The multi-layer circuit board 12, as illustrated in, for example, FIG. 3 is comprised of a plurality of separate circuit boards or dielectric boards identified in FIG. 3 as boards B. Each of these circuit boards along with its associated conductive layers or conductive runs may be referred to herein as a layer. These separate layers are identified in FIG. 3 as layers L1-L5. These may also be referred to as planes. The layers L1 and L3 are Vcc planes. The layer L2 is a signal layer. The layer L4 is a Vee plane. The layer L5 is a Vee 2 plane. In FIG. 3 the power pin 16A is illustrated as connected to the Vcc plane, specifically layer L3. The pin 16B in FIG. 3 is a signal pin connecting to the signal layer L2. The aforementioned connecting tabs 24 are all disposed on the signal layer L2.

In this regard also refer to FIG. 2 that shows the tabs 24. It is noted that there are a number of conductive runs R that are disposed as part of the layer L2 that couple from corresponding signal pins to form the tabs 24. It is furthermore noted in FIG. 2 that some of the tabs 24 couple from the power via tabs 36. In this regard refer also to FIG. 3 and the schematic diagram of FIGS. 5 and 6 for an illustration of the circuit paths. Refer also to the conductive vias 38, probably most clearly illustrated in FIG. 3, and adapted to intercouple between the various layers L1-L5. Also refer to FIG. 2 and the illustrated layer L3 showing the conductive coupling to tab 36A. The layer L3 is then conductively coupled by way of the conductive via 38 to a connecting tab 24 of layer L2. The particular lead 22 associated with the circuit chip connects to the appropriate connecting tab 24, as illustrated in FIGS. 2 and 3. Some of the leads 22 connect to signal tabs while others connect to power tabs.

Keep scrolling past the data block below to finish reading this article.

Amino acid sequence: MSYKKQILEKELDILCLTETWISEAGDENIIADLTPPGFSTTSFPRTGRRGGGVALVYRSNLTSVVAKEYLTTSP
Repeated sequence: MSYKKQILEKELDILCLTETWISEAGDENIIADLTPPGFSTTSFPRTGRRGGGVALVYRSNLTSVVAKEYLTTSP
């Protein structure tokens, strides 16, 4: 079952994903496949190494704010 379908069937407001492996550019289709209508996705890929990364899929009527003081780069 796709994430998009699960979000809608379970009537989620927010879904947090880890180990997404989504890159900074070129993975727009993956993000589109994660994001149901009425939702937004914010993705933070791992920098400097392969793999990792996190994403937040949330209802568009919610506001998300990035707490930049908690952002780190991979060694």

FIGS. 2 and 3 also illustrate the protective lid 40 that is disposed over the semiconductor chip 20. The lid 40 at its periphery 41 is secured to the circuit board. FIG. 3 shows the lid seal at 42.

In the particular embodiment of FIG. 3, the cross section is taken at a position for illustration of direct conductive coupling of signals from the rightmost pin 16B by way of a conductive run R to the tab 24. The lead 22 illustrated in FIG. 3 is a signal lead associated with the semiconductor chip 20. This lead 22 is the one shown coupling to the tab 24. It is futhermore noted that one of the peripheral pins 16A illustrated in FIG. 3 connects to layer L3. This layer in turn connects to the conductive vias 38. However, in the cross section taken in FIG. 3 there is no further coupling because the particular lead shown in FIG. 22 is a signal lead and not a power lead.

Reference is now made to the somewhat schematic diagrams of FIGS. 4-6. These diagrams illustrate by solid outline, various conductive paths associated with layers of the circuit board. For example, FIG. 4 illustrates a schematic cross section for illustration of a signal run. In FIG. 4 the pin 16B shown in solid is representative of a signal pin. Actually, in FIG. 4 all of the pins illustrated except the leftmost pin are signal pins. It is noted that in this particular cross sectional view the lead 22 associated with the semiconductor chip 20 is a signal lead and the signal path is from the pin 16B by way of a conductive run R of layer L2 to the connecting tab 24 and from there to the lead 22.